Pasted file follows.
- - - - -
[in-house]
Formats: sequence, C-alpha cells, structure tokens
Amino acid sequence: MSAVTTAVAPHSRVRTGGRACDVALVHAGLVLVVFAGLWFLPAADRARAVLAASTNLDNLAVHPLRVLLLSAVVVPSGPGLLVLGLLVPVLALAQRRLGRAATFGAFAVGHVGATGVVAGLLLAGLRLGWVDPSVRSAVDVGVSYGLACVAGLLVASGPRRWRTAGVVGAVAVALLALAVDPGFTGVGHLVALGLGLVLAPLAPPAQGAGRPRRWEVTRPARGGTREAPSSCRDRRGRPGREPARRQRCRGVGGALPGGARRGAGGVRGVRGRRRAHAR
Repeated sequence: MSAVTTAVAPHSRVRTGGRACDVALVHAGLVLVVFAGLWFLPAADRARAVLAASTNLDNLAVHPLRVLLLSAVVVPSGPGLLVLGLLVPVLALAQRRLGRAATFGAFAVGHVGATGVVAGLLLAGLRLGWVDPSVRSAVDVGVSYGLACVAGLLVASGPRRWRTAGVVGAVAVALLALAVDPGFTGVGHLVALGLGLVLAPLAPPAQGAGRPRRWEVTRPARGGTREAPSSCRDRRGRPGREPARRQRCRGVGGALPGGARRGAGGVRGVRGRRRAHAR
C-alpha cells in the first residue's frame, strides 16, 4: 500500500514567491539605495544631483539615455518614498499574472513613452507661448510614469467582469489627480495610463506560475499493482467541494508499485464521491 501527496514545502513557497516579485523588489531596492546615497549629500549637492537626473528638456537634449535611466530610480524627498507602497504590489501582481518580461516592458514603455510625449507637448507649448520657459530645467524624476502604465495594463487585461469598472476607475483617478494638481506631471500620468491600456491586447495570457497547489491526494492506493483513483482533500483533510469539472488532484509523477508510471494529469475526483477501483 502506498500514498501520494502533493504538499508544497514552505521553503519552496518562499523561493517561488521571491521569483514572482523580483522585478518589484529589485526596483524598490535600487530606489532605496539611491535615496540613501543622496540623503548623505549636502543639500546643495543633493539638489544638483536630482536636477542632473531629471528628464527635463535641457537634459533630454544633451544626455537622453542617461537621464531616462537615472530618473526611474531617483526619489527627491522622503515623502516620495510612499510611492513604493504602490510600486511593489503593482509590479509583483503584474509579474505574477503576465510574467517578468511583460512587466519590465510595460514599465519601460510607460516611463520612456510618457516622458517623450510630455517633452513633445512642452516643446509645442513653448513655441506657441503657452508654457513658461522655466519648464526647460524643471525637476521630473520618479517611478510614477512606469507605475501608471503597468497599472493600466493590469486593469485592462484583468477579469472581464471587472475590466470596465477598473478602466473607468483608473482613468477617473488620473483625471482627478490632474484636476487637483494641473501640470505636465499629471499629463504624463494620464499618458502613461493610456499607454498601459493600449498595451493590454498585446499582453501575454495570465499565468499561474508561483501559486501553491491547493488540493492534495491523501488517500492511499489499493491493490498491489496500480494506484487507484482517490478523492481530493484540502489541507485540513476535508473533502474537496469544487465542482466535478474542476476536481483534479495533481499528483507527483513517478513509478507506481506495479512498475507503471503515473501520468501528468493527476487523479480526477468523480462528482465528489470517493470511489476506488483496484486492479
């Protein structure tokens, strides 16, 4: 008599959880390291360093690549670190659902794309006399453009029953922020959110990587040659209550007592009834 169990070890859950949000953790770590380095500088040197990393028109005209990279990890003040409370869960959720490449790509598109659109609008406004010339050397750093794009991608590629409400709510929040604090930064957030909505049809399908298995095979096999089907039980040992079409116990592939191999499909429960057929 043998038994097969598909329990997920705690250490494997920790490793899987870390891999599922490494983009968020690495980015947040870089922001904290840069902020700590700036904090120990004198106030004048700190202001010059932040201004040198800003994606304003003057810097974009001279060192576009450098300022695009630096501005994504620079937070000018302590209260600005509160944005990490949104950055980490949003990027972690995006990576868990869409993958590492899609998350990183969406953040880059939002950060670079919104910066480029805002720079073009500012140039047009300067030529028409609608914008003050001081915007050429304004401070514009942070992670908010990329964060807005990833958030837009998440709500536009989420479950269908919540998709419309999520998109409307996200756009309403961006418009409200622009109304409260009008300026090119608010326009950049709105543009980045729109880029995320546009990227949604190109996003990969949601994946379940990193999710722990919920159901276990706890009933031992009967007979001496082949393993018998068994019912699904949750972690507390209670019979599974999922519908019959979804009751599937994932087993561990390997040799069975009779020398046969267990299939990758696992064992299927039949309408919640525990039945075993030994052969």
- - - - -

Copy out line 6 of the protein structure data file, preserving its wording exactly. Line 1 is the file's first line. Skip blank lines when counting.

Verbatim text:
């Protein structure tokens, strides 16, 4: 008599959880390291360093690549670190659902794309006399453009029953922020959110990587040659209550007592009834 169990070890859950949000953790770590380095500088040197990393028109005209990279990890003040409370869960959720490449790509598109659109609008406004010339050397750093794009991608590629409400709510929040604090930064957030909505049809399908298995095979096999089907039980040992079409116990592939191999499909429960057929 043998038994097969598909329990997920705690250490494997920790490793899987870390891999599922490494983009968020690495980015947040870089922001904290840069902020700590700036904090120990004198106030004048700190202001010059932040201004040198800003994606304003003057810097974009001279060192576009450098300022695009630096501005994504620079937070000018302590209260600005509160944005990490949104950055980490949003990027972690995006990576868990869409993958590492899609998350990183969406953040880059939002950060670079919104910066480029805002720079073009500012140039047009300067030529028409609608914008003050001081915007050429304004401070514009942070992670908010990329964060807005990833958030837009998440709500536009989420479950269908919540998709419309999520998109409307996200756009309403961006418009409200622009109304409260009008300026090119608010326009950049709105543009980045729109880029995320546009990227949604190109996003990969949601994946379940990193999710722990919920159901276990706890009933031992009967007979001496082949393993018998068994019912699904949750972690507390209670019979599974999922519908019959979804009751599937994932087993561990390997040799069975009779020398046969267990299939990758696992064992299927039949309408919640525990039945075993030994052969």